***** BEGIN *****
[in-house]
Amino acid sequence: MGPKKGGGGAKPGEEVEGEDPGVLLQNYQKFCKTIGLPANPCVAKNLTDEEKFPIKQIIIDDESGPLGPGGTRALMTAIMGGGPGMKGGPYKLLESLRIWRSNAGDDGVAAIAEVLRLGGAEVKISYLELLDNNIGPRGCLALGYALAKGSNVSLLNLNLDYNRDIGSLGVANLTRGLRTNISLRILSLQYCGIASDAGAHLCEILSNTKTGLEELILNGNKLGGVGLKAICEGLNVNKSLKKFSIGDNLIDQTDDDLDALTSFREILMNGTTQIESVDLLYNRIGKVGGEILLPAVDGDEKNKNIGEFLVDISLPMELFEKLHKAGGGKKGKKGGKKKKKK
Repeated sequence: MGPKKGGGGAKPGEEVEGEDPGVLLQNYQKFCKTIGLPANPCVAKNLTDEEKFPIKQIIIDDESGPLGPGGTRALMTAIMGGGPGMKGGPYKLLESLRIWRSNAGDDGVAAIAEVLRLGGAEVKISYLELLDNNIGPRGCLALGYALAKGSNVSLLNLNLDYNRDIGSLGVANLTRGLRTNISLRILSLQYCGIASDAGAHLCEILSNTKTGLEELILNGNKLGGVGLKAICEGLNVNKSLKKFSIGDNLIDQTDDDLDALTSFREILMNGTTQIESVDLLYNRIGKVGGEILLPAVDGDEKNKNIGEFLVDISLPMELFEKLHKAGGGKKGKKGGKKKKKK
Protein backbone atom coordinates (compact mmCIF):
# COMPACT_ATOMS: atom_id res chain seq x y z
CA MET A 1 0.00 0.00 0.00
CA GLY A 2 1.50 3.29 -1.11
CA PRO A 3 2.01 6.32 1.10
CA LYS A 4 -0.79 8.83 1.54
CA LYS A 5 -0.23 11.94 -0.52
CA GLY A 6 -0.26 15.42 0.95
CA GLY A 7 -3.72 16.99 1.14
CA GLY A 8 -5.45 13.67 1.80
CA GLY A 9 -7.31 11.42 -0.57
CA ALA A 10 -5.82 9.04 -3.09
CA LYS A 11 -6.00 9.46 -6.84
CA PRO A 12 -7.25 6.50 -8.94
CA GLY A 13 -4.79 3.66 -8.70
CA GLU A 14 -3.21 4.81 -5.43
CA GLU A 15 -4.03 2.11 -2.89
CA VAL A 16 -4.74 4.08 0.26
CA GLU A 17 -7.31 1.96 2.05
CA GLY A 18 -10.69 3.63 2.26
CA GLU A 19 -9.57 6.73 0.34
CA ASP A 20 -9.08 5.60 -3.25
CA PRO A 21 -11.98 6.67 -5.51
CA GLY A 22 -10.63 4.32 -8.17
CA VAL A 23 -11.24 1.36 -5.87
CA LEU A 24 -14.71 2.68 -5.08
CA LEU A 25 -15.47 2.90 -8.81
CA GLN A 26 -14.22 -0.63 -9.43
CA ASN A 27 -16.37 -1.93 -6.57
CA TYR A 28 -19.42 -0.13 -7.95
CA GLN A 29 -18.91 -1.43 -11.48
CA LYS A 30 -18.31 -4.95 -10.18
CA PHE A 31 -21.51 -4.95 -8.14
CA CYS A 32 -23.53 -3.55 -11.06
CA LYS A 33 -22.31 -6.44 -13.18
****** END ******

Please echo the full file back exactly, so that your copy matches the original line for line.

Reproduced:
[in-house]
Amino acid sequence: MGPKKGGGGAKPGEEVEGEDPGVLLQNYQKFCKTIGLPANPCVAKNLTDEEKFPIKQIIIDDESGPLGPGGTRALMTAIMGGGPGMKGGPYKLLESLRIWRSNAGDDGVAAIAEVLRLGGAEVKISYLELLDNNIGPRGCLALGYALAKGSNVSLLNLNLDYNRDIGSLGVANLTRGLRTNISLRILSLQYCGIASDAGAHLCEILSNTKTGLEELILNGNKLGGVGLKAICEGLNVNKSLKKFSIGDNLIDQTDDDLDALTSFREILMNGTTQIESVDLLYNRIGKVGGEILLPAVDGDEKNKNIGEFLVDISLPMELFEKLHKAGGGKKGKKGGKKKKKK
Repeated sequence: MGPKKGGGGAKPGEEVEGEDPGVLLQNYQKFCKTIGLPANPCVAKNLTDEEKFPIKQIIIDDESGPLGPGGTRALMTAIMGGGPGMKGGPYKLLESLRIWRSNAGDDGVAAIAEVLRLGGAEVKISYLELLDNNIGPRGCLALGYALAKGSNVSLLNLNLDYNRDIGSLGVANLTRGLRTNISLRILSLQYCGIASDAGAHLCEILSNTKTGLEELILNGNKLGGVGLKAICEGLNVNKSLKKFSIGDNLIDQTDDDLDALTSFREILMNGTTQIESVDLLYNRIGKVGGEILLPAVDGDEKNKNIGEFLVDISLPMELFEKLHKAGGGKKGKKGGKKKKKK
Protein backbone atom coordinates (compact mmCIF):
# COMPACT_ATOMS: atom_id res chain seq x y z
CA MET A 1 0.00 0.00 0.00
CA GLY A 2 1.50 3.29 -1.11
CA PRO A 3 2.01 6.32 1.10
CA LYS A 4 -0.79 8.83 1.54
CA LYS A 5 -0.23 11.94 -0.52
CA GLY A 6 -0.26 15.42 0.95
CA GLY A 7 -3.72 16.99 1.14
CA GLY A 8 -5.45 13.67 1.80
CA GLY A 9 -7.31 11.42 -0.57
CA ALA A 10 -5.82 9.04 -3.09
CA LYS A 11 -6.00 9.46 -6.84
CA PRO A 12 -7.25 6.50 -8.94
CA GLY A 13 -4.79 3.66 -8.70
CA GLU A 14 -3.21 4.81 -5.43
CA GLU A 15 -4.03 2.11 -2.89
CA VAL A 16 -4.74 4.08 0.26
CA GLU A 17 -7.31 1.96 2.05
CA GLY A 18 -10.69 3.63 2.26
CA GLU A 19 -9.57 6.73 0.34
CA ASP A 20 -9.08 5.60 -3.25
CA PRO A 21 -11.98 6.67 -5.51
CA GLY A 22 -10.63 4.32 -8.17
CA VAL A 23 -11.24 1.36 -5.87
CA LEU A 24 -14.71 2.68 -5.08
CA LEU A 25 -15.47 2.90 -8.81
CA GLN A 26 -14.22 -0.63 -9.43
CA ASN A 27 -16.37 -1.93 -6.57
CA TYR A 28 -19.42 -0.13 -7.95
CA GLN A 29 -18.91 -1.43 -11.48
CA LYS A 30 -18.31 -4.95 -10.18
CA PHE A 31 -21.51 -4.95 -8.14
CA CYS A 32 -23.53 -3.55 -11.06
CA LYS A 33 -22.31 -6.44 -13.18